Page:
Share Name Share Symbol Market Type Share ISIN Share Description
Jpmorgan Indian Investment Trust Plc LSE:JII London Ordinary Share GB0003450359 ORD 25P
  Price Change % Change Share Price Bid Price Offer Price High Price Low Price Open Price Shares Traded Last Trade
  0.00 0.0% 559.00 560.00 563.00 557.00 557.00 557.00 70,050 16:35:11
Industry Sector Turnover (m) Profit (m) EPS - Basic PE Ratio Market Cap (m)
Equity Investment Instruments 0.4 -0.5 -0.5 - 587

Jpmorgan Indian Investment Share Discussion Threads

Showing 1851 to 1866 of 2175 messages
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Closing in on 400p, but it Looks like a ceiling to me ! . I may get my opportunity to add on any pull back.
hxxp:// JPMorgan Indian Investment Trust plc Richard Troue | Mon 12 May 2014 This is a specialist investment trust focused on capturing the long-term growth potential in India, a higher risk emerging market. Cont... :: View the JPMorgan Indian Investment Trust plc factsheet ::
woo hoo The share price also breaks a 380p ceiling .... but can it hold it ?. :)
hxxp:// Indian Investors Express Their Optimism April 30, 2014 Some 800 million voters in India are heading to the polls this month in an election process that will take several weeks to complete. India's stock market has recently reflected the optimism investors feel in India. After a stretch of policy logjams and years of unmet potential in India, we're also optimistic Cont... ----------- I hold.
Subs are running out soon, have until 25th (with Selftrade) to covert or sell as the expire early Jan
I used to invest monthly in both JII and JMC (JP Morgan China Investment Trust). As I wasn't so happy with India I decided to stop my invesment in both JMC and JII and invest the whole monthly amount in JAI (JP Morgan Asian Investment Trust) which means I still keep my 50% investing in China, Hong Kong and Taiwan, vastly reducing my exposure to India to around 10% while giving me exposure to Korea, Thailand, Singapore, Indonesia and Malaysia.
what an unfortunate name for a warrant!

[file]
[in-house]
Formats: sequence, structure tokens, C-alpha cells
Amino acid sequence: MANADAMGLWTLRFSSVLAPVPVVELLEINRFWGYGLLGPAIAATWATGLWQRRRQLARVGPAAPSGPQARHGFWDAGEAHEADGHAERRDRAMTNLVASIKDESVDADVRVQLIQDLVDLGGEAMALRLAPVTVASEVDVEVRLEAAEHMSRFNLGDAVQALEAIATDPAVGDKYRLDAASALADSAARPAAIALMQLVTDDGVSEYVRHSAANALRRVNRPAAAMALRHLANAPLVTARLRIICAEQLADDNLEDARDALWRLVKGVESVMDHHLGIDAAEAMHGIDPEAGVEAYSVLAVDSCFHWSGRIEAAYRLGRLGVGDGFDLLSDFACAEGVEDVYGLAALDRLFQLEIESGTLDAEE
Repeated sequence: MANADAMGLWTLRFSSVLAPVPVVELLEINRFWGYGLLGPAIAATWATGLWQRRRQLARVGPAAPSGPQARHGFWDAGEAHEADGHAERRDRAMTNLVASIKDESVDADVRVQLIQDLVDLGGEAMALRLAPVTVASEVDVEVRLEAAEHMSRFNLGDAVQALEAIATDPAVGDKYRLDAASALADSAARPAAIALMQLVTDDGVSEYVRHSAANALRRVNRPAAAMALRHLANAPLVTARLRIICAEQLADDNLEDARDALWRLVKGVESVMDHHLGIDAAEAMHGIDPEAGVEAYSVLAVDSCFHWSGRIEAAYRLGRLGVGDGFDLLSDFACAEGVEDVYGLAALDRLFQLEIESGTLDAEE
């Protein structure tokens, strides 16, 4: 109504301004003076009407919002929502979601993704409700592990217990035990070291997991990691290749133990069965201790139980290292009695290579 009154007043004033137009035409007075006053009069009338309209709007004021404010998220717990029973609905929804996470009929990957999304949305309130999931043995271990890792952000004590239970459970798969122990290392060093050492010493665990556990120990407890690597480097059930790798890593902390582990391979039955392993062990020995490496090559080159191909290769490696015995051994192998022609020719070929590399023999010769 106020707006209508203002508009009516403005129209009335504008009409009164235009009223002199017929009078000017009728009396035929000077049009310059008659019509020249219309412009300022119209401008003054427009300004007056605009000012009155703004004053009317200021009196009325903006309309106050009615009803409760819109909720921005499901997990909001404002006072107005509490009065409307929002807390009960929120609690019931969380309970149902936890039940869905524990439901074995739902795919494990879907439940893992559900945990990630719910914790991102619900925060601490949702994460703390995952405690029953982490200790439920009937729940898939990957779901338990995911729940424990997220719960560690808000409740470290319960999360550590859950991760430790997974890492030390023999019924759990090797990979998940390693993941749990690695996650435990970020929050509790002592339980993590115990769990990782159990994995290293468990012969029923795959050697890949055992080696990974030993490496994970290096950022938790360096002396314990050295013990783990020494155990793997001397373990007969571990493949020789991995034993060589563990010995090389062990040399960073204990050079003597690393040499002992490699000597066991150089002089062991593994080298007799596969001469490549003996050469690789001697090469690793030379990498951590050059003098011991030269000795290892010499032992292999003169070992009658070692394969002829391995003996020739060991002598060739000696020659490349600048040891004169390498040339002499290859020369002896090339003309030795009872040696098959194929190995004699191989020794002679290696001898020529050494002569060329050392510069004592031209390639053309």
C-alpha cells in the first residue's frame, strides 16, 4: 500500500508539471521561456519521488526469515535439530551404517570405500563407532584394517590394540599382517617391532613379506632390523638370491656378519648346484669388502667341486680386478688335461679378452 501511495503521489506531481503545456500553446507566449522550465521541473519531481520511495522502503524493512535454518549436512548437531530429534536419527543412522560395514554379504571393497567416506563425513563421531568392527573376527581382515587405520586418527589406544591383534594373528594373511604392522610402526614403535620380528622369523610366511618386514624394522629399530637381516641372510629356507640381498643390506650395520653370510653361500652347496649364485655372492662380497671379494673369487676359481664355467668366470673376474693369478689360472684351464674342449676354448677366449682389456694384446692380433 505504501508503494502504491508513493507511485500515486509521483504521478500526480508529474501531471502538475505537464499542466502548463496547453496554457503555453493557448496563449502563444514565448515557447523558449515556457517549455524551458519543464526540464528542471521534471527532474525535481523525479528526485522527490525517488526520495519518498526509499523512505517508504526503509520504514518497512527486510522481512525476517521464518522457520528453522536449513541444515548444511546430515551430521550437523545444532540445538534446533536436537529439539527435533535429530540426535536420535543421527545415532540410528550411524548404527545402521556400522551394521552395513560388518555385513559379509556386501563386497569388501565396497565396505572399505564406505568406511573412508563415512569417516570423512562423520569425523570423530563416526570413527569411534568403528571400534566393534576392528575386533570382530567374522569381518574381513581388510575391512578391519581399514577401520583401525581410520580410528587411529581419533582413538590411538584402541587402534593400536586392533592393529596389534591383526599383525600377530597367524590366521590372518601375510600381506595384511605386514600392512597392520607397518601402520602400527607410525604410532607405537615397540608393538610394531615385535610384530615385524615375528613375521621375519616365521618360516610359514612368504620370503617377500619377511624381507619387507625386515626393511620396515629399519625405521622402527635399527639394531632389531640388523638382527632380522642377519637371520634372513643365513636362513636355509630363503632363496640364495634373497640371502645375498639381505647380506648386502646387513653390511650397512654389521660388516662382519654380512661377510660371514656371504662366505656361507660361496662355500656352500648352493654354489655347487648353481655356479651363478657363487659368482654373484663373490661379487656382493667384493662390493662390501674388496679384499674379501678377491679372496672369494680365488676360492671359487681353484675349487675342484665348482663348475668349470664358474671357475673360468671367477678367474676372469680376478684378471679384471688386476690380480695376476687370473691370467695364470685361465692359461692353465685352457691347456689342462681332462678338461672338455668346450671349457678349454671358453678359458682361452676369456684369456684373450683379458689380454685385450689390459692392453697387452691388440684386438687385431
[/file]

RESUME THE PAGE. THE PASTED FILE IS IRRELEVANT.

John Stepek - Money Week Of all the 'Brics' economies (Brazil, Russia, India and China), I've always had a sneaking preference for India. There's the fact that it's a democracy. Call me old-fashioned, but I still find that a desirable trait in a country. Democracy isn't everything – Lord knows, India proves that – but it does indicate a grasp of property rights that is lacking in both Russia and China. Brazil of course is a democracy too. But I always liked the fact that India is one of the few emerging market nations that isn't – unlike Brazil – heavily commodities-dependent. In any case, right now, the Brics don't have many fans at all. But India looks to be in the biggest trouble. The rupee keeps hitting fresh lows. We aren't seeing full-blown panic yet, but it could be a matter of time. So is this a buying opportunity? India's classic emerging market dilemma Federal Reserve chief Ben Bernanke's threat to reduce the amount of money being pumped into the US economy has hit markets around the world. But few have been hit harder than emerging markets. And India's currency – the rupee – has been one of the biggest casualties. The rupee, reports the FT, started to "slide in earnest in May", triggered by Bernanke's warning. But the slide has turned into a rout. The currency has hit a series of new lows against the dollar, setting a fresh record this morning. It is down around 16% since the start of May. Yet as James Mackintosh points out in his Short View column, that's still quite tame by currency crisis standards: "In 1997 the Thai baht more than halved in six months." So things could still get worse. India has a classic emerging market problem. The country runs a large current account deficit, at 4.8% of GDP. In short, that means it relies on foreign money to fund itself. This is fine when the foreign money wants to be there. It's not so good if this foreign money belongs to flighty investors, chasing the next big story. This so-called 'hot' money has a tendency to pack up and leave the instant things start to look tough. One side effect of quantitative easing (in the early days certainly) was to push up the value of assets in emerging markets, as investors chased better returns. So there's a logic to the idea that the threat of QE tapering off, has driven money out of emerging markets. And of course, there's a self-fulfilling aspect to all this. If investors fear that others will pull their money out of a country, then it's in their best interests to pull their money out first. A good rule of thumb in markets has always been: "if you're going to panic, panic quickly". Competent governance can go a long way to soothing the fears of investors. If they think that the government has everything under control, and can fix a country's problems, then investors will be more inclined to stick around. Unfortunately, India's governance doesn't encourage confidence. The government has introduced a range of measures to try to stabilise the currency. It has imposed capital controls – not on foreign investors, but to prevent Indian companies and individuals from investing outside the country. It's also raised the import duty on gold – Indians buy a lot of gold, and when they do, currency leaves the country. But of course, these sorts of restrictive measures merely flag up how desperate a situation is. They also make foreign investors all the more keen to get their money out of the country in case the Indian government tries to trap it there, despite constant reassurances to the contrary. The Indian stock market hasn't fallen far enough So what's next? So far, while the rupee has been hit hard, the Indian stock market has held up pretty well. Sure it's down about 10% this year so far, but it's hardly collapsed – this is not yet a market in capitulation territory. As the FT notes, foreign investors "own roughly half of freely traded Indian shares but are yet to withdraw large quantities of capital." The danger is, these investors will be hurting quite badly just now. The market may be down 10% in local currency terms, but in US dollar terms, it's down about 20%. So they'll be feeling jittery. They'll be hoping that things get better. But if it looks as though a big exodus from the stock market is on the horizon, they'll not want to wait in the queue to be the last to leave. The Reserve Bank of India is getting a new central governor, Raghuram Rajan. Rajan is a smart guy with a good track record. He's one of the few economists in the mainstream who genuinely saw the financial crisis coming. And most of his peers still seem to think his ideas are a bit 'out there', which is a good sign, given how wrong they tend to be about everything. The problem is, he has no good choices. India's problems are structural. As a central banker, he can only plaster over the cracks. If he wants to make the rupee stronger, the main tool he has is to tighten monetary policy. But that could make India's already frail economy slow down even further. Perhaps more to the point, the real difficulty is that the one thing that affects Rajan's job most is completely out of his control. This panic was kicked off by fear of the 'taper' in the US. Chances are, if Bernanke changes his mind, or doesn't taper as early as markets expect, or by as much, then India and the other emerging market stocks will bounce back. But if the taper looks worse than expected, the sell-off will continue. So while I like India and I'll be looking for an opportunity to buy in, I don't think we're there yet. I'd like to see a harder crash in the market, or a clearer sign that the rupee is out of the woods before I bought in. This is one to be patient on.